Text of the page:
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Am J Cardiol. 2000 Jul 15;86(2):169-74.

Noninvasive assessment of left ventricular end-diastolic pressure by the response of the transmitral a-wave velocity to a standardized Valsalva maneuver.

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  • 1Heart Institute, Sheba Medical Center, Tel Hashomer, Israel. sehud@post.tau.ac.il

Abstract

Impaired relaxation is frequently masked by elevated filling pressures, resulting in a pseudonormal flow pattern (E/A >1.0). Because the E/A wave ratio increases as filling pressures rise, it is generally assumed that patients with an E/A ratio of <1.0 (impaired relaxation pattern) have relatively low filling pressures. Nevertheless, patients with an E/A ratio of <1.0 can have as profoundly elevated filling pressures as patients with a pseudonormal or restrictive filling pattern. Because left ventricular (LV) pressure during end-diastole essentially determines atrial afterload, the response of the A-wave velocity to a reduction of atrial afterload by a standardized Valsalva maneuver should allow estimation of LV end-diastolic pressure (LVEDP) regardless of the baseline Doppler flow pattern. This was tested in 20 consecutive patients who were studied by pulse-wave Doppler echocardiography during cardiac catheterization. There was a close correlation between LVEDP and the change in A-wave velocity during the Valsalva maneuver (r = 0.85, SEE 6.7 mm Hg) regardless of the baseline E/A ratio. In patients with a LVEDP of <15 mm Hg the A wave decreased by 21 +/- 15 cm/s. In patients with a LVEDP of >25 mm Hg the A wave increased by 18 +/- 13 cm/s. The change in the E/A ratio during Valsalva correlated fairly with LVEDP (r = -0.72, SEE 8.8 mm Hg), the baseline E/A ratio correlated poorly, and scatter was substantial (r = 0.46, SEE 11.2 mm Hg). Just as elevated filling pressures can mask impaired relaxation, the impaired relaxation pattern can mask the presence of elevated filling pressures. This can be revealed by testing the response of the A wave to the Valsalva maneuver, allowing estimation of LVEDP independent of the baseline E/A ratio.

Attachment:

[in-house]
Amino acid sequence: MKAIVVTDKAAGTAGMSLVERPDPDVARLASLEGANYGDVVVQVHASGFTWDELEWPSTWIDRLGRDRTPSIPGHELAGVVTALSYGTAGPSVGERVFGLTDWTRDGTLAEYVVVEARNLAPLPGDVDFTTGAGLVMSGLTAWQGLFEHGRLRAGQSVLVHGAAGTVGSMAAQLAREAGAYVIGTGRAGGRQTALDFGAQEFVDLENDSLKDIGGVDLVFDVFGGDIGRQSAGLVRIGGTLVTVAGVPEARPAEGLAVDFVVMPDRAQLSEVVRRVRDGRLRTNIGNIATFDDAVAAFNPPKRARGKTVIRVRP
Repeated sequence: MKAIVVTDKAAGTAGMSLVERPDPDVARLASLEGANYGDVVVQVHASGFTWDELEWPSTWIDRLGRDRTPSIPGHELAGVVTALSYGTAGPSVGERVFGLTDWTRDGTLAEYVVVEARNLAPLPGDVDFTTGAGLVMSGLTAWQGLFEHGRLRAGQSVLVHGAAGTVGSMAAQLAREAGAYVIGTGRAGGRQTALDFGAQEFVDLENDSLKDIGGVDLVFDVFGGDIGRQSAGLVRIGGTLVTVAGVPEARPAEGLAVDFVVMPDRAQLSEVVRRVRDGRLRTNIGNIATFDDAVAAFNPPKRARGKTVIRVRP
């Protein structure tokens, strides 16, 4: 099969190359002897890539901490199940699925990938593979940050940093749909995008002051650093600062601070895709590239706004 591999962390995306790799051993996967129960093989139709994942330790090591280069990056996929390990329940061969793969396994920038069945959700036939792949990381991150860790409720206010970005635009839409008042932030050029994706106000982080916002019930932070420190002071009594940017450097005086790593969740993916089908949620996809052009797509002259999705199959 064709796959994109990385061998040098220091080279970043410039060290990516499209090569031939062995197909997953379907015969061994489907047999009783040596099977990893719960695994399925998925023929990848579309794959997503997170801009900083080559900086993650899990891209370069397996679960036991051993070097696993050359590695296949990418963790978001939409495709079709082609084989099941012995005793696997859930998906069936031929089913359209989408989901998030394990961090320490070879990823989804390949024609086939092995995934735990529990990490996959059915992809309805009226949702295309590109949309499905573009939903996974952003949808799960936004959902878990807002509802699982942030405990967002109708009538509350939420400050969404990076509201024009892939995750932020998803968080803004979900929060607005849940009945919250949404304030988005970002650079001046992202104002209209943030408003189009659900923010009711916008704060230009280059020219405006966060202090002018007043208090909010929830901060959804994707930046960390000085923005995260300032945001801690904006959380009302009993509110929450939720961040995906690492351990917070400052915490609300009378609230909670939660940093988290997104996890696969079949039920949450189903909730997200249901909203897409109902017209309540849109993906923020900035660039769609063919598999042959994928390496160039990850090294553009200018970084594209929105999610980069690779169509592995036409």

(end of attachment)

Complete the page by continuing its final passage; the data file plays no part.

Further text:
PMID:
10913478
[PubMed - indexed for MEDLINE]
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